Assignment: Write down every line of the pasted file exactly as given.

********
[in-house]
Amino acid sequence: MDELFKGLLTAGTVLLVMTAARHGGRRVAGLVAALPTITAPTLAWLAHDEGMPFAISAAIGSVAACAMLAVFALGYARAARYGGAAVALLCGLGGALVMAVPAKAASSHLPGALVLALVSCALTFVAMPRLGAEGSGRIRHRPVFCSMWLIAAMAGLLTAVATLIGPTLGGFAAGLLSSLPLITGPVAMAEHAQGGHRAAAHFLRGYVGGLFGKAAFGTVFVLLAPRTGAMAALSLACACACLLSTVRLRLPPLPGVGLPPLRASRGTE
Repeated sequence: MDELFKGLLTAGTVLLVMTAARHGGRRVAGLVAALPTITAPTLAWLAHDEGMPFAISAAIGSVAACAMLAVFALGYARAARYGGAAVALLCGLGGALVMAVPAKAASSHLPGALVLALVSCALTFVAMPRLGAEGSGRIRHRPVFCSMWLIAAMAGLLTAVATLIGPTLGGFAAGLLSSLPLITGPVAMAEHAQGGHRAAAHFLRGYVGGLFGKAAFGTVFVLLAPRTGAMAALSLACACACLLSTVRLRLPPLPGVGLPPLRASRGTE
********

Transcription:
[in-house]
Amino acid sequence: MDELFKGLLTAGTVLLVMTAARHGGRRVAGLVAALPTITAPTLAWLAHDEGMPFAISAAIGSVAACAMLAVFALGYARAARYGGAAVALLCGLGGALVMAVPAKAASSHLPGALVLALVSCALTFVAMPRLGAEGSGRIRHRPVFCSMWLIAAMAGLLTAVATLIGPTLGGFAAGLLSSLPLITGPVAMAEHAQGGHRAAAHFLRGYVGGLFGKAAFGTVFVLLAPRTGAMAALSLACACACLLSTVRLRLPPLPGVGLPPLRASRGTE
Repeated sequence: MDELFKGLLTAGTVLLVMTAARHGGRRVAGLVAALPTITAPTLAWLAHDEGMPFAISAAIGSVAACAMLAVFALGYARAARYGGAAVALLCGLGGALVMAVPAKAASSHLPGALVLALVSCALTFVAMPRLGAEGSGRIRHRPVFCSMWLIAAMAGLLTAVATLIGPTLGGFAAGLLSSLPLITGPVAMAEHAQGGHRAAAHFLRGYVGGLFGKAAFGTVFVLLAPRTGAMAALSLACACACLLSTVRLRLPPLPGVGLPPLRASRGTE